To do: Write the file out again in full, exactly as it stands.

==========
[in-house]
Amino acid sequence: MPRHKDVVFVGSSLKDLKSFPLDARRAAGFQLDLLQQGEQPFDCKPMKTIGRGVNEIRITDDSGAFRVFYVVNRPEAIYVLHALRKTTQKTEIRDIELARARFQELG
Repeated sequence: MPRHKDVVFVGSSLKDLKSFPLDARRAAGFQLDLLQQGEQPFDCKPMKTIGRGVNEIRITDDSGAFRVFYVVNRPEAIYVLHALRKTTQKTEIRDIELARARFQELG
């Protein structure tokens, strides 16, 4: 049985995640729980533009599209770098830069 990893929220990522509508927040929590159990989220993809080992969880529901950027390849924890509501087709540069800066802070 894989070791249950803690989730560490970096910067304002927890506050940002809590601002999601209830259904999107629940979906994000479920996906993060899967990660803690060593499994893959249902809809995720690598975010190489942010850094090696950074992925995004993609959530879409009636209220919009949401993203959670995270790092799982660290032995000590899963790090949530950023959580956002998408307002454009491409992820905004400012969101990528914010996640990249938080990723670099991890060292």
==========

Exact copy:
[in-house]
Amino acid sequence: MPRHKDVVFVGSSLKDLKSFPLDARRAAGFQLDLLQQGEQPFDCKPMKTIGRGVNEIRITDDSGAFRVFYVVNRPEAIYVLHALRKTTQKTEIRDIELARARFQELG
Repeated sequence: MPRHKDVVFVGSSLKDLKSFPLDARRAAGFQLDLLQQGEQPFDCKPMKTIGRGVNEIRITDDSGAFRVFYVVNRPEAIYVLHALRKTTQKTEIRDIELARARFQELG
């Protein structure tokens, strides 16, 4: 049985995640729980533009599209770098830069 990893929220990522509508927040929590159990989220993809080992969880529901950027390849924890509501087709540069800066802070 894989070791249950803690989730560490970096910067304002927890506050940002809590601002999601209830259904999107629940979906994000479920996906993060899967990660803690060593499994893959249902809809995720690598975010190489942010850094090696950074992925995004993609959530879409009636209220919009949401993203959670995270790092799982660290032995000590899963790090949530950023959580956002998408307002454009491409992820905004400012969101990528914010996640990249938080990723670099991890060292």